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Background

In Europe, Regulation (EU) No. 1308/2018 (Regulation) establishes a common organization of markets for agricultural products.  Article 78 of the Regulation states that the terminology and naming conventions (such as definitions, designations, and sales descriptions) for various sectors and products, such as meat and milk and milk products intended for human consumption are provided in Annex VII.  Part III of Annex VII specifically reserves the use of the terms “milk”, “cheese”, “yoghurt”, “butter” or “whey” exclusively to products that contain dairy “milk” (which is defined as “…the normal mammary secretion obtained from one or more milkings without either addition thereto or extraction therefrom”).  However, the Regulation does not contain any provision that reserves the use of the terms “steak”, “sausage”, “escalope”, “burger” or “hamburger” exclusively for products that contain meat.

Amendment 165 and 171

Late in the day on Friday of last week, members of the European Parliament (MEP) cast their final votes on two amendments relating to the use of dairy-like and “meaty” terminology for plant-based products that would have amended certain portions of Parts I and III of Annex VII of the Regulation.  Interestingly, the MEPs took different positions on the two somewhat similar proposals.  Specifically, the MEPs voted against Amendment 165, which would have amended Part I to prohibit terms like “steak”, “sausage”, “escalope”, “burger” or “hamburger” from use with plant-based (vegetarian and vegan) products.  However, the MEPs voted for Amendment 171, which amends Part III to ban terms like “vegan cheese” as well as “butter-style”, “yogurt-style” and “cheese-style” for dairy-free products.  Thus, as a result, plant-based alternatives will not be able to carry any dairy-related terms.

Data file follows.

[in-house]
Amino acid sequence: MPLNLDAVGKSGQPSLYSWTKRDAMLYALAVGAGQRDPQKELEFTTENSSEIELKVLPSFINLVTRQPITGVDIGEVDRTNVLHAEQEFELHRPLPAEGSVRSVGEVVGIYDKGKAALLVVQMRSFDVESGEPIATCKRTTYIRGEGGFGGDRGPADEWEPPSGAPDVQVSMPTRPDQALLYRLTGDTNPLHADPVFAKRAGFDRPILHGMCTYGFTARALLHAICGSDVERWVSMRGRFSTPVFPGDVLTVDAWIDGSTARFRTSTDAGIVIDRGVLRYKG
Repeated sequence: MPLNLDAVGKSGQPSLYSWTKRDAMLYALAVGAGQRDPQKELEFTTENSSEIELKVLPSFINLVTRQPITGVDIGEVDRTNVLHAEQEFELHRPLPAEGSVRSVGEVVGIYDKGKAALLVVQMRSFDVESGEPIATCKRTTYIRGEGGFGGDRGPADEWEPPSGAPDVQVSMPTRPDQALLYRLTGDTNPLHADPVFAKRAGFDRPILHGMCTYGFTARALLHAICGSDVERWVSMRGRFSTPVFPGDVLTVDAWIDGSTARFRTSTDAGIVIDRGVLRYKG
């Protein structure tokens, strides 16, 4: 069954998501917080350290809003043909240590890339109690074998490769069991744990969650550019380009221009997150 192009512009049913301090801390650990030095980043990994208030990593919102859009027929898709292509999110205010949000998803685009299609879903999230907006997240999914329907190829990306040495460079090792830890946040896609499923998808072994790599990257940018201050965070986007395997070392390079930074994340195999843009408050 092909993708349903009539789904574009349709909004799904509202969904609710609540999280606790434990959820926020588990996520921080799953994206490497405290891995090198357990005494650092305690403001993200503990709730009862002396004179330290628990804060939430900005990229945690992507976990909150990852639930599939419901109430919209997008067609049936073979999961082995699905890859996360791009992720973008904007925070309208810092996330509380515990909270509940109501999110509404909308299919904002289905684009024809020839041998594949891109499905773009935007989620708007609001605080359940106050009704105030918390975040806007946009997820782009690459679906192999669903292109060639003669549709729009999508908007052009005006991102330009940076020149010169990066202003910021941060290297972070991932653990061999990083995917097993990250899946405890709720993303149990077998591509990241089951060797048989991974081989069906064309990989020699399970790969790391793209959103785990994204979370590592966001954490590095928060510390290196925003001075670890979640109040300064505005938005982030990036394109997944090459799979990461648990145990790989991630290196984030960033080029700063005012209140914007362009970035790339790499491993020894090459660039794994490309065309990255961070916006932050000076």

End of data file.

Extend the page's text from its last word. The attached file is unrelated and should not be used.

The vote on Amendment 171 follows a 2017 ruling from the European Court of Justice that banned the use of dairy terms like “milk”, “butter”, “cheese” and “yogurt” for purely plant based products (e.g., tofu) with the exception of coconut milk, peanut butter, almond milk and ice cream.  Not surprisingly, the European Dairy Association lauded the vote stating that “Non-dairy products cannot hijack our dairy terms and well-deserved reputation of excellence in milk and dairy.”  Opponents to Amendment 171 point out that the ban appears to contradict the European Green Deal objectives and the Farm-to-Fork Strategy which both aim to create healthier and more sustainable food systems.

It will be fascinating to watch the implementation of Amendment 171 in the EU.  Although the purpose of Amendment 171 is to prevent customer confusion, by voting against Amendment 165, it seems likely that some customer confusion will result.  Only time will tell.

This post was written by Lisa Mueller

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